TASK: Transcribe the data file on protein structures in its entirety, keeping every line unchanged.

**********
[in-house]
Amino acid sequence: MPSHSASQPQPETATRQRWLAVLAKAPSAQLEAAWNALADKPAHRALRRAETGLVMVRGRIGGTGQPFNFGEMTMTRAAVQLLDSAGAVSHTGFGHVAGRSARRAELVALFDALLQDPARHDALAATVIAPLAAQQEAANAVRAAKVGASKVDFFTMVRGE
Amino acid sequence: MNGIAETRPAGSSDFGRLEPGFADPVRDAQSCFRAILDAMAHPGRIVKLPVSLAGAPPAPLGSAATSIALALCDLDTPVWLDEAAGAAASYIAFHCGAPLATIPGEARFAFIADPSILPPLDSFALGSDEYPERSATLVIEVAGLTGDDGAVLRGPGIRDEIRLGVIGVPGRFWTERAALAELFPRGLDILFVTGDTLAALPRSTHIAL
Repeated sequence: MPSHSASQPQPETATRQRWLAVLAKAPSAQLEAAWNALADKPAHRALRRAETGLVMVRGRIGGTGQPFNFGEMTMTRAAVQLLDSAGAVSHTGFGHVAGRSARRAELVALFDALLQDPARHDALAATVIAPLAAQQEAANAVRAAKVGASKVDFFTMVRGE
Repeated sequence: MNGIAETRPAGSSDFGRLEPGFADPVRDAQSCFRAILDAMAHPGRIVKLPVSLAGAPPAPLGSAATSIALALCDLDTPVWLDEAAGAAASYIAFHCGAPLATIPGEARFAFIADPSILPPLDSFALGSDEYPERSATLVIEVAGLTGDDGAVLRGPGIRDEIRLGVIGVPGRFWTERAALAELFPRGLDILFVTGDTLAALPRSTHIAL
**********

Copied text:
[in-house]
Amino acid sequence: MPSHSASQPQPETATRQRWLAVLAKAPSAQLEAAWNALADKPAHRALRRAETGLVMVRGRIGGTGQPFNFGEMTMTRAAVQLLDSAGAVSHTGFGHVAGRSARRAELVALFDALLQDPARHDALAATVIAPLAAQQEAANAVRAAKVGASKVDFFTMVRGE
Amino acid sequence: MNGIAETRPAGSSDFGRLEPGFADPVRDAQSCFRAILDAMAHPGRIVKLPVSLAGAPPAPLGSAATSIALALCDLDTPVWLDEAAGAAASYIAFHCGAPLATIPGEARFAFIADPSILPPLDSFALGSDEYPERSATLVIEVAGLTGDDGAVLRGPGIRDEIRLGVIGVPGRFWTERAALAELFPRGLDILFVTGDTLAALPRSTHIAL
Repeated sequence: MPSHSASQPQPETATRQRWLAVLAKAPSAQLEAAWNALADKPAHRALRRAETGLVMVRGRIGGTGQPFNFGEMTMTRAAVQLLDSAGAVSHTGFGHVAGRSARRAELVALFDALLQDPARHDALAATVIAPLAAQQEAANAVRAAKVGASKVDFFTMVRGE
Repeated sequence: MNGIAETRPAGSSDFGRLEPGFADPVRDAQSCFRAILDAMAHPGRIVKLPVSLAGAPPAPLGSAATSIALALCDLDTPVWLDEAAGAAASYIAFHCGAPLATIPGEARFAFIADPSILPPLDSFALGSDEYPERSATLVIEVAGLTGDDGAVLRGPGIRDEIRLGVIGVPGRFWTERAALAELFPRGLDILFVTGDTLAALPRSTHIAL